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# Lecture 4

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### Lecture 4

1. 1. Outline <ul><li>Regression on a large number of correlated inputs </li></ul><ul><li>A few comments about shrinkage methods, such as ridge regression </li></ul><ul><li>Methods using derived input directions </li></ul><ul><ul><li>Principal components regression </li></ul></ul><ul><ul><li>Partial least squares regression (PLS) </li></ul></ul>
2. 2. Partitioning of the expected squared prediction error <ul><li> bias </li></ul><ul><li>Shrinkage decreases the variance but increases the bias </li></ul><ul><li>Shrinkage methods are more robust to structural changes in the analysed data </li></ul>
3. 3. Advantages of ridge regression over OLS <ul><li>The models are easier to comprehend because strongly correlated inputs tend to get similar regression coefficients </li></ul><ul><li>Generalizations to new data sets are facilitated by a larger robustness to structural changes in the analysed data set </li></ul>
4. 4. Ridge regression - a note on standardization The principal components and the shrinkage in ridge regression are scale-dependent. Inputs are normally standardized to mean zero and variance one prior to the regression
5. 5. Regression methods using derived input directions <ul><li>Extract linear combinations of the inputs as derived features, and then model the target (response) as a linear function of these features </li></ul>x 1 x 2 x p z 1 z 2 z M … … y
6. 6. Absorbance records for ten samples of chopped meat 1 response variable (fat) 100 predictors (absorbance at 100 wavelengths or channels) The predictors are strongly correlated to each other
7. 7. Absorbance records for ten samples of chopped meat High fat samples Low fat samples
8. 8. 3-D plots of absorbance records for samples of meat - channels 1, 50 and 100
9. 9. 3-D plots of absorbance records for samples of meat - channels 40, 50 and 60
10. 10. 3-D plot of absorbance records for samples of meat - channels 49, 50 and 51
11. 11. Matrix plot of absorbance records for samples of meat - channels 1, 50 and 100
12. 12. Principal Component Analysis (PCA) <ul><li>PCA is a technique for reducing the complexity of high dimensional data </li></ul><ul><li>It can be used to approximate high dimensional data with a few dimensions so that important features can be visually examined </li></ul>
13. 13. Principal Component Analysis - two inputs PC1 PC2
14. 14. 3-D plot of artificially generated data - three inputs PC1 PC2
15. 15. Principal Component Analysis <ul><li>The first principal component (PC1) is the direction that maximizes the variance of the projected data </li></ul><ul><li>The second principal component (PC2) is the direction that maximizes the variance of the projected data after the variation along PC1 has been removed </li></ul><ul><li>The third principal component (PC3) is the direction that maximizes the variance of the projected data after the variation along PC1 and PC2 has been removed </li></ul>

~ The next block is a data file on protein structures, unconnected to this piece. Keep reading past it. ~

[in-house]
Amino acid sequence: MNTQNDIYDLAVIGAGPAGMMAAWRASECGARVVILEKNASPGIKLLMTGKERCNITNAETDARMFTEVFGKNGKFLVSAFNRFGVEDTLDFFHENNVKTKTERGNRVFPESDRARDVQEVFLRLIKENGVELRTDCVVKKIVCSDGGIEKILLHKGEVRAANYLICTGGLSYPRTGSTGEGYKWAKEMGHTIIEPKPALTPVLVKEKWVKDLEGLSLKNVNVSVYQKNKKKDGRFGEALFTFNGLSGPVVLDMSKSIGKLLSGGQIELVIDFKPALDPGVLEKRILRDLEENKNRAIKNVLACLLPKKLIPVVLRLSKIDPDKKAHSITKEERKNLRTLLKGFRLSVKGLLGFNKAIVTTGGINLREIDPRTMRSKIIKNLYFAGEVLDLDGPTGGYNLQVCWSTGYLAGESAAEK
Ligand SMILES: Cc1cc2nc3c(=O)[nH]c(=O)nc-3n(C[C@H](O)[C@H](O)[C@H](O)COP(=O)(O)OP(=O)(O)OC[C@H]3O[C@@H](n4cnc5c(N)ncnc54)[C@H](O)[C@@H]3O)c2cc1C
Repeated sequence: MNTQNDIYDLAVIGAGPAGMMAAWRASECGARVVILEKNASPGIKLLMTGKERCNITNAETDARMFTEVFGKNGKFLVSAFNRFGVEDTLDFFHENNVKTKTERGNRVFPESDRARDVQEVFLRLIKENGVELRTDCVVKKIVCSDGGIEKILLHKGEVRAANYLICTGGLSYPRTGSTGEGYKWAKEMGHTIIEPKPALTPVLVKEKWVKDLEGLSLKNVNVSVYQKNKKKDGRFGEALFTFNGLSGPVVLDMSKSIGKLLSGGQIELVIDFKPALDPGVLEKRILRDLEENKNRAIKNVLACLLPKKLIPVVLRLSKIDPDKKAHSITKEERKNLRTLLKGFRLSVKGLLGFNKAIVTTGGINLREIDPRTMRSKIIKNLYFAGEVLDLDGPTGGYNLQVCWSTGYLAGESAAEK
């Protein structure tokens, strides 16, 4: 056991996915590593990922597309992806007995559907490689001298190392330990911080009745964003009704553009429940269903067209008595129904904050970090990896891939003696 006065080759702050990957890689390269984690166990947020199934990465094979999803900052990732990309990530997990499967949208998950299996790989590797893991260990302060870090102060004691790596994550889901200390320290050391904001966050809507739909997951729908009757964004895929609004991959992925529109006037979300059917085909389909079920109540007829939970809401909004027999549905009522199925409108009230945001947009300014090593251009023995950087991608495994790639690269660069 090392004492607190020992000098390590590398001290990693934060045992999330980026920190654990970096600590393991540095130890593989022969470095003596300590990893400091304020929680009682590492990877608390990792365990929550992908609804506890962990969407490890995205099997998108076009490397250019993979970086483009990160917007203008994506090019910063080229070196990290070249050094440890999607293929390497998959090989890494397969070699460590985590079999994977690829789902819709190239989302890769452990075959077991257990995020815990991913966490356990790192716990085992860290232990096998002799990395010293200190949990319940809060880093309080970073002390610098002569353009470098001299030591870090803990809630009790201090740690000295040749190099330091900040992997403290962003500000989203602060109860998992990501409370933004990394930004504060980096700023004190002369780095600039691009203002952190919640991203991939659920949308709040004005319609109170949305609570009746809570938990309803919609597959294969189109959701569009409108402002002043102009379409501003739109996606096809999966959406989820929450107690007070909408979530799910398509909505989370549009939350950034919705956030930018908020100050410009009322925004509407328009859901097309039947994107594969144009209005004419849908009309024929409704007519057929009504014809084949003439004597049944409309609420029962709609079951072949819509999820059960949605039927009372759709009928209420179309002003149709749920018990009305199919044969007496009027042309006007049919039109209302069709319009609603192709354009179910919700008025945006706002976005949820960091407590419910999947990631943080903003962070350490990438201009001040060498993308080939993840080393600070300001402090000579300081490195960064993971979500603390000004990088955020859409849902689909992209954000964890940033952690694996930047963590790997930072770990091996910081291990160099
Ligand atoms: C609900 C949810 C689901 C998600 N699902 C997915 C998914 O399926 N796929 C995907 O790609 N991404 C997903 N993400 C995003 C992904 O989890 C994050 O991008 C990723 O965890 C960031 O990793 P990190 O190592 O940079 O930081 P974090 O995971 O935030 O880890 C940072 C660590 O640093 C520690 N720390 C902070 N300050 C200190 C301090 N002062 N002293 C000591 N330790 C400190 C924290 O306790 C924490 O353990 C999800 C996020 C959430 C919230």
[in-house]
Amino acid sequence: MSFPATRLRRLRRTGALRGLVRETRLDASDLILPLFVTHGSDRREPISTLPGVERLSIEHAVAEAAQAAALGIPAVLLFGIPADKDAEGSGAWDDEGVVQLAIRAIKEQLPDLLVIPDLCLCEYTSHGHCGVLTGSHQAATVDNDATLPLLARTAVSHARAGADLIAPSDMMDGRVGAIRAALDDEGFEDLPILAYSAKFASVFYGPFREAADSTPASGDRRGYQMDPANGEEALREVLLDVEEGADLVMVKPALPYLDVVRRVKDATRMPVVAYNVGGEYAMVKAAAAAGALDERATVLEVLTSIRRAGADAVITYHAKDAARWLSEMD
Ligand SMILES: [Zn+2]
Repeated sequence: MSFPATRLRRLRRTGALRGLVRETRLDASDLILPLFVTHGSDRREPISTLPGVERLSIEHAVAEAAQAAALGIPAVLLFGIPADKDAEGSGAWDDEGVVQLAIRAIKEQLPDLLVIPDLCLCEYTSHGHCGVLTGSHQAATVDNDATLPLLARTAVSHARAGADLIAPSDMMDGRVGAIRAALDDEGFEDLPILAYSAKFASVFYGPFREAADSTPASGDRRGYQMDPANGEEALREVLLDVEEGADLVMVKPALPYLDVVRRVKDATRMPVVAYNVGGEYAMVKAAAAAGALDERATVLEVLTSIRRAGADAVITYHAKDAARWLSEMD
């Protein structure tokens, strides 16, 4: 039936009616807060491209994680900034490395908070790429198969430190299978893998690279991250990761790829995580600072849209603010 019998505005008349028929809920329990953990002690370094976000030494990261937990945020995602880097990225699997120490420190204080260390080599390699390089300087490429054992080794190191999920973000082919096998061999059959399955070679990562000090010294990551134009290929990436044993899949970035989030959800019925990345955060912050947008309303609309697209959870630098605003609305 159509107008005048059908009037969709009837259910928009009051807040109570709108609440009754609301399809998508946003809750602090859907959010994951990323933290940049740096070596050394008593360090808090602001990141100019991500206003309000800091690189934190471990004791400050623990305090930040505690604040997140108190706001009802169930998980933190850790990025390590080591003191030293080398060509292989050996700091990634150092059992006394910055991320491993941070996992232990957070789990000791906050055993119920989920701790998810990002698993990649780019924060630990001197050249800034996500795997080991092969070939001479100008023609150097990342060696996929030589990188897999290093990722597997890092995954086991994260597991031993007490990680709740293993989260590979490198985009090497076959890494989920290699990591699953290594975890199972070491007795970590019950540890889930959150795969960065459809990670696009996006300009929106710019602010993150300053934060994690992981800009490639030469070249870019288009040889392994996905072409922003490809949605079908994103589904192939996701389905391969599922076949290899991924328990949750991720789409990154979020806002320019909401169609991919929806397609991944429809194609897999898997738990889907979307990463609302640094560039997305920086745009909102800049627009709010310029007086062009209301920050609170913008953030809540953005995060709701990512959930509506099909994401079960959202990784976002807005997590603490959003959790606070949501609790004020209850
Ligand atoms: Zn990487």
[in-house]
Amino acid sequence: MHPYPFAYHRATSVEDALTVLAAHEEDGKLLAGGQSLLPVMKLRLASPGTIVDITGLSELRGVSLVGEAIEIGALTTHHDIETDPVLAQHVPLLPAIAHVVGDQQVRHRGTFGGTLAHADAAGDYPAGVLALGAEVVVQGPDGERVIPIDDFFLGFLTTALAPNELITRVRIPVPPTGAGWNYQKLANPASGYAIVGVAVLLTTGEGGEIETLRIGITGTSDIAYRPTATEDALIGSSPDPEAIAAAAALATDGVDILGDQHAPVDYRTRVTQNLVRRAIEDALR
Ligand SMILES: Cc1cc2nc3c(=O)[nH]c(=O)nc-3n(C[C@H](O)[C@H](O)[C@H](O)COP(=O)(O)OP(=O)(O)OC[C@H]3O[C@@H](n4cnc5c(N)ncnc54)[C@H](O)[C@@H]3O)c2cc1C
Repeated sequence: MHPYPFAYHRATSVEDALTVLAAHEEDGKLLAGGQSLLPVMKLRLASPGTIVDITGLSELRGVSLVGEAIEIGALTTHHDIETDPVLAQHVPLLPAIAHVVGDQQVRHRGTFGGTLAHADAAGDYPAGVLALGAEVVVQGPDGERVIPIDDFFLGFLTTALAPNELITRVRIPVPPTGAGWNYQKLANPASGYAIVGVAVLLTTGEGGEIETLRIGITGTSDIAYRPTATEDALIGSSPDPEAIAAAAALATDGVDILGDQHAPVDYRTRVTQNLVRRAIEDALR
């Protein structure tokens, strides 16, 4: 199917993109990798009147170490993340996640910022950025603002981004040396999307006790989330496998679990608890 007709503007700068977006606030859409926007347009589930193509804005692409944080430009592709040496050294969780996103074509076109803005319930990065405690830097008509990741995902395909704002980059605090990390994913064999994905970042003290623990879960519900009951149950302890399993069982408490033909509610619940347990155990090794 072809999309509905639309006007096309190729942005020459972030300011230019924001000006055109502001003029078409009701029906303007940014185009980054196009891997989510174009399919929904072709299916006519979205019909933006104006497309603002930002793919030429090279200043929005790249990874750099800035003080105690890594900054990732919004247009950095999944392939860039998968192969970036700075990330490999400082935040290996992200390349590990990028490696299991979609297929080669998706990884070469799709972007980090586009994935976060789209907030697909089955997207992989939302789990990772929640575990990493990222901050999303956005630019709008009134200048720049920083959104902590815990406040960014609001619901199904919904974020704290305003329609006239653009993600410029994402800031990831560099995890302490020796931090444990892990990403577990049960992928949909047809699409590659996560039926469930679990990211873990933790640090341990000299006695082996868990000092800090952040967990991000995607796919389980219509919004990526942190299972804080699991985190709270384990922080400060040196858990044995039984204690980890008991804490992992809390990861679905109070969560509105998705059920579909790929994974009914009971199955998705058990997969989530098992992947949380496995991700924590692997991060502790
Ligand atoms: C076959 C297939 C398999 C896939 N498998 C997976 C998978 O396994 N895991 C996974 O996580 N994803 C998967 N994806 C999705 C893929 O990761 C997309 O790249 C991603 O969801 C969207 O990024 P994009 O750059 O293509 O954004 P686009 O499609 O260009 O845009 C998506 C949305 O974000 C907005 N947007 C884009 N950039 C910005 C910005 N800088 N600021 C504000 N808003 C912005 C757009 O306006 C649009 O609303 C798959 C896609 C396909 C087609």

16. 16. Eigenvector and eigenvalue <ul><li>In this shear transformation of the Mona Lisa, the picture was deformed in such a way that its central vertical axis (red vector) was not modified, but the diagonal vector (blue) has changed direction. Hence the red vector is an eigenvector of the transformation and the blue vector is not. Since the red vector was neither stretched nor compressed, its eigenvalue is 1. </li></ul>
17. 17. Sample covariance matrix <ul><li>where </li></ul>
18. 18. Eigenvectors of covariance and correlation matrices <ul><li>The eigenvectors of a covariance matrix provide information about the major orthogonal directions of the variation in the inputs </li></ul><ul><li>The eigenvalues provide information about the strength of the variation along the different eigenvectors </li></ul><ul><li>The eigenvectors and eigenvalues of the correlation matrix provide scale-independent information about the variation of the inputs </li></ul>
19. 19. Principal Component Analysis Eigenanalysis of the Covariance Matrix Eigenvalue 2.8162 0.3835 Proportion 0.880 0.120 Cumulative 0.880 1.000 Variable PC1 PC2 X1 0.523 0.852 X2 0.852 -0.523 Loadings
20. 20. Principal Component Analysis Coordinates in the coordinate system determined by the principal components
21. 21. Principal Component Analysis Eigenanalysis of the Covariance Matrix Eigenvalue 1.6502 0.7456 0.0075 Proportion 0.687 0.310 0.003 Cumulative 0.687 0.997 1.000 Variable PC1 PC2 PC3 x 0.887 0.218 -0.407 y 0.034 -0.909 -0.414 z 0.460 -0.354 0.814
22. 22. Scree plot
23. 23. Principal Component Analysis - absorbance data from samples of chopped meat Eigenanalysis of the Covariance Matrix Eigenvalue 26.127 0.239 0.078 0.030 0.002 0.001 0.000 0.000 0.000 Proportion 0.987 0.009 0.003 0.001 0.000 0.000 0.000 0.000 0.000 Cumulative 0.987 0.996 0.999 1.000 1.000 1.000 1.000 1.000 1.000
24. 24. Scree plot - absorbance data One direction is responsible for most of the variation in the inputs